Sunday, January 03, 2021

To Navigate What 2021 Brings

"We’re entering another year, one that I hope is marked by less volatility, uncertainty and chaos. But if it’s not, we can navigate it soberly if we learn the way of St. Ignatius: Cultivate a bonded attachment with the Giver instead of the gifts.” The words close Seth Haines’ 01 January 21 article in America Magazine. That “bonded attachment” is not limited to a few. 

Friday, December 25, 2020

Two Mists

Christmas Day (25 Dec 2020) Is 52. 7-10; Ps 98; Hb 1: 1-6; Jn 1. 1-18
Homily of Fr. Paul Panaretos, S.J.
Two Mists

A venerable Jesuit observed that “gospel words, are in their effect upon us, like window panes that have become misted over.”1 Words in John’s Gospel expressing the Incarnation  can leave a heavy mist. Permit me to spray 3 spritzes of homiletic Windex to remove the mist:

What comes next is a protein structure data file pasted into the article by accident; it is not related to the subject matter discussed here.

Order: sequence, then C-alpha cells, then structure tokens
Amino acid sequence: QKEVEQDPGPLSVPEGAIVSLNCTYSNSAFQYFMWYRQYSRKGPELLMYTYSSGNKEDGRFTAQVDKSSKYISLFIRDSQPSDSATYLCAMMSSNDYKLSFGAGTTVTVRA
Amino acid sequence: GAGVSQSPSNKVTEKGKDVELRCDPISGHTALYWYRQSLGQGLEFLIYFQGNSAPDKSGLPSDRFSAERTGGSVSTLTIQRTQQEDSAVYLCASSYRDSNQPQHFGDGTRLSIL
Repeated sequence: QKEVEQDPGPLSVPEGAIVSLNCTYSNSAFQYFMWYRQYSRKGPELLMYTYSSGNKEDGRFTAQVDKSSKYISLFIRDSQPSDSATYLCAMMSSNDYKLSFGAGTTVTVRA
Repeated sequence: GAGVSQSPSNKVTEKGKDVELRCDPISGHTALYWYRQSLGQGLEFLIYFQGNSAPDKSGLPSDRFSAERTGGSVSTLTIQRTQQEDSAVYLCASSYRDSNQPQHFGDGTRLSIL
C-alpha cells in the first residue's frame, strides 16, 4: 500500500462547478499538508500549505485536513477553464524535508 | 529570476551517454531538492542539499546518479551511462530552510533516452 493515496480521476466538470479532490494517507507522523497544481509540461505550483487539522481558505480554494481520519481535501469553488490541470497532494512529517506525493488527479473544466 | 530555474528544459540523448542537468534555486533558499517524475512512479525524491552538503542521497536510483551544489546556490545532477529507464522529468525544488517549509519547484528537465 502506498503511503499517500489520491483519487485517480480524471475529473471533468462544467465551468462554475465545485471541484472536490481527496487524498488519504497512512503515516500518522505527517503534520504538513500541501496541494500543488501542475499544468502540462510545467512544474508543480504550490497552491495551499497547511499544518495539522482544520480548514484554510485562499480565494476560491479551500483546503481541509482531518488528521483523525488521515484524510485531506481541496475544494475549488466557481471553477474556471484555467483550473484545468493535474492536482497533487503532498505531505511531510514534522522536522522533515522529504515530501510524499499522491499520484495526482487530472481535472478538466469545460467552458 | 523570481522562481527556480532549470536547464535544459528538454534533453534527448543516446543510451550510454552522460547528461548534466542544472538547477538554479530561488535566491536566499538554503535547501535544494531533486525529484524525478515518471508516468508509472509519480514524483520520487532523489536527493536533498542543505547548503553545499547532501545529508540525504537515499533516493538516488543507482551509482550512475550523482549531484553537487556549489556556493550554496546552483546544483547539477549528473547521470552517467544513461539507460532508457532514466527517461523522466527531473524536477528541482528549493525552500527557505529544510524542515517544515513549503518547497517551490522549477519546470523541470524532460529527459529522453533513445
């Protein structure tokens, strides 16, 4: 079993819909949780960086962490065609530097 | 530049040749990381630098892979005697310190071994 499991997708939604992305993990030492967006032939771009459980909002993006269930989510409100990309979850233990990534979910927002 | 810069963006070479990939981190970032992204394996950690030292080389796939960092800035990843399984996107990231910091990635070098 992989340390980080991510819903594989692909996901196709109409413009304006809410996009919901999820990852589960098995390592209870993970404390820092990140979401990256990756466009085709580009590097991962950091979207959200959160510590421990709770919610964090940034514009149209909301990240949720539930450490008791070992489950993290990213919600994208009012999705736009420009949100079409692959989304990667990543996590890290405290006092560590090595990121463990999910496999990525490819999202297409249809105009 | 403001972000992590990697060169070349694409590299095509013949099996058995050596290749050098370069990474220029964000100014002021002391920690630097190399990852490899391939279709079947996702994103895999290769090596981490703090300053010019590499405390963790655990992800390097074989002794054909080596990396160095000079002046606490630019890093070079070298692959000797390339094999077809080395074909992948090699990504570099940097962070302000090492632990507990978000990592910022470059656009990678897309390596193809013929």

• why we are here;
    • we are a new creation; and
    • the daily gift we offer.

Poll each of us, and we would hear various responses to why we are here. One thing that Christmas conjures fuels its celebrations: emotion. Aromas, sights, sounds, rituals, the very thought of Christmas stir us. I used to discount emotions in years gone by because I mistrusted them. Many helped me trust and accept emotions. Through emotions God communicates to us that we are alive, that God creates us each moment. 

Like Christmas worship of God is emotion-rich. Christmas memories stir people to reach beyond themselves—in memory and in acton. St. Augustine was eloquent about memory, emotion and reaching beyond with love. About revering martyrs at their shrines and graves, he preached, “the memories that cling to those…altars [and places] where these holy bodies rest will stir our emotions and encourage us to greater love both for the martyrs whom we can imitate and for God whose grace enables us to do so.”2

By graciously empowering us to reach beyond ourselves God makes us a new creation. That phrase opened mass in mid-Advent: God…through your Only-Begotten Son [you] have made us a new creation.3 How? By being born in time and our human nature. “This wonderful blending”4 of divine and human John’s gospel assured us empowers [us] to become children of God. “Jesus Christ was born for this!”5 we sing. On the birthday of Christ Jesus in time and our human nature we recall God’s daily gift to us: God’s gift of becoming children of God.